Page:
City Paper Said: Pittsburgh’s Hill District is a high-decibel neighborhood, peopled by folks who figure most things worth saying are worth saying at top volume. As it happens, the easiest way to capture attention in this environment is to speak softly. —BM, 1/16/98

Sample Dialogue: “The Bible say some things ain’t for you to know. It say you know neither the day nor the hour when death come. He come like a thief in the night. And he don’t go away empty.”

Offstage Chatter: Wilson conceived the character of Ruby with Rosalyn Coleman (daughter of Howard University administrator Don Coleman) in mind.

FENCES (1985)

Synopsis: A one-time Negro League baseball star who is now a laborer clashes with his rebellious son in a ’50s industrial city where black dreams are routinely stifled.

Major D.C. Production: Arena Stage, 1990
Round House Theater, 2004

City Paper Said: A poetically eruptive play that will forever depend on a theater troupe’s ability to find a suitably active volcano. The original Broadway production had one in James Earl Jones, who played the evening’s trash-toting patriarch as a well-meaning mountain of a man brimming over with frustration at how little he’d been allowed to accomplish in life—frustration that was as likely to express itself in violence as in words.—BM, 4/9/04

Sample Dialogue: “Death ain’t nothing but a fastball on the outside corner.”

“Some people build fences to keep people out and other people build fences to keep people in. Rose wants to hold on to you all. She loves you.”

“Legs don’t mean nothing. You don’t do nothing but push them out of the way. But hips cushion the ride…like you riding on Goodyears.”

Offstage Chatter: In 1987, 26-year-old comic Eddie Murphy, fresh from Beverly Hills Cop, got Paramount to buy film rights so he could play the son as his first dramatic role. Wilson balked when the studio kept proposing white directors, and the film was never made.


Synopsis: At Memphis Lee’s lunch counter, ’60s conflicts between cultural assimilation and cultural separatism are played out on a personal level.

Major D.C. Production: Kennedy Center, 1991

Studio Theatre, 1996

African Continuum Theater Company, 2004

City Paper Said: I wondered why August Wilson would spend the first half of the play assembling volatile materials, and the second half refusing to detonate an explosion. Studio’s production suggests an answer of sorts by turning the evening into a display of verbal fireworks. —BM, 1/26/96

Sample Dialogue: “I want my ham. He gonna give me my ham.”

“Freedom is heavy. You got to put your shoulder to it.”

Offstage Chatter: Two years of rewrites in regional theaters left the play feeling scattered at its New York premiere. Wilson’s fraying partnership with mentor Lloyd Richards lasted just one more play.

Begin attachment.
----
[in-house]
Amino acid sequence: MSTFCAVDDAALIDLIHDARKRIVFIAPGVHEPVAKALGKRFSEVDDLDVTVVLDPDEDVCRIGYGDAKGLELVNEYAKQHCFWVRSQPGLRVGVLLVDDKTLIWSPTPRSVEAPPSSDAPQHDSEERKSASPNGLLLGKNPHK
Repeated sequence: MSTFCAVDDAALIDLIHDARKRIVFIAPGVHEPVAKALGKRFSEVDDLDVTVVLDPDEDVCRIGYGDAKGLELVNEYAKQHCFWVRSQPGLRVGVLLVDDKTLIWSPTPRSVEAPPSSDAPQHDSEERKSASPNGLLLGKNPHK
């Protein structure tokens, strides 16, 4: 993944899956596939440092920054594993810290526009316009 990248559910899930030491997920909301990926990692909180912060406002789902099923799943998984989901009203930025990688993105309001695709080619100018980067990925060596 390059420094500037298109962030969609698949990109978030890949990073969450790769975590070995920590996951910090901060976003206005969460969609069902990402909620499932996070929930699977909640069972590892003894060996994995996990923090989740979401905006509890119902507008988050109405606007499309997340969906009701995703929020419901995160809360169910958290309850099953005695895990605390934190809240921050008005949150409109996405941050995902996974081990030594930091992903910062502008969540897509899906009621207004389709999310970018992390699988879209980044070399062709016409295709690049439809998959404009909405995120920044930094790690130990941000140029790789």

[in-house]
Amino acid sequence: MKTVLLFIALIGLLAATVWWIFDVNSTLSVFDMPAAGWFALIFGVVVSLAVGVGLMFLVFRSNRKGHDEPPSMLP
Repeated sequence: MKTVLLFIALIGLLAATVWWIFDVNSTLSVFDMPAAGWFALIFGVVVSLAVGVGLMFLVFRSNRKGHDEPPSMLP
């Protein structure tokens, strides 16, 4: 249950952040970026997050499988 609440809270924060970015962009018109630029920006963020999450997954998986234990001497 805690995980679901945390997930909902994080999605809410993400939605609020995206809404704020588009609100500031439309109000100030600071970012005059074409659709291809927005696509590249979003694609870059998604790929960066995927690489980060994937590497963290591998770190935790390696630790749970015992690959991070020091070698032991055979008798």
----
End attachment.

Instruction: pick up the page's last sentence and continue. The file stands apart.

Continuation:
JITNEY (1983)

Synopsis: ’70s urban renewal threatens a taxi depot just as its owner’s son returns from a 20-year prison term.

Major D.C. Production: Studio Theatre, 2001

Ford’s Theatre/African Continuum Theater Company, 2007

City Paper Said: There are moments of such clarity and such annealing fire that they leave you feeling cleaner somehow, energized and renewed despite the pain they uncover and the sad truths they tell us about the mistakes we repeat, generation after tragic generation.—TG, 5/25/01

Sample Dialogue: “Where were you when your mama was dying and calling your name? You are my son. I helped bring you into this world. But from this moment on I’m calling the deal off.”

“You gotta shake off that white-folks-is-against-us attitude. Hell, they don’t even know you alive.”

Offstage Chatter: Wilson’s first play, widely regarded as a test run for the father-son fracases that animate Fences.


Synopsis: In the ’80s, an ex-con engages in petty crime as he struggles to raise enough money to open his own business.

Major D.C. Production: Kennedy Center, 2001 (pre-Broadway)

City Paper Said: As played by Brian Stokes Mitchell, with a chin-to-forehead scar undercutting his matinee-idol looks, King is the sort of guy who buys seeds so he can grow his wife some flowers, then surrounds the seedlings with barbed wire when he realizes they’re fragile. —BM, 3/16/01

Sample Dialogue: “A man is going to cry over a woman. That’s why she’s called a woman: She brings woe.”

Offstage Chatter: Once shows were up and running, Wilson often rewrote to get the dialogue’s “music” right. With vocalist Leslie Uggams in this Broadway cast, he added actual lyrics. (He also cut 30 minutes’ worth of dialogue, by our count, during the D.C. run.)


Synopsis: With the millennium looming, an ambitious real estate developer faces opposition as he seeks to demolish a row house with a long and storied history.

Major D.C. Production: Closest it’s come is Baltimore.

City Paper Said: We don’t do Baltimore.

Sample Dialogue: “You a Negro. I’m a nigger. Negroes are the worst thing in God’s creation. Niggers got style. Negroes got blindeyetis. A dog knows it’s a dog. A cat knows it’s a cat. But a Negro don’t know he’s a Negro. He thinks he’s a white man. It’s Negroes like you who hold us back.

Offstage Chatter: Wilson’s quickest Broadway flop, at 81 performances. (Fences, with 536 performances, ran longest.)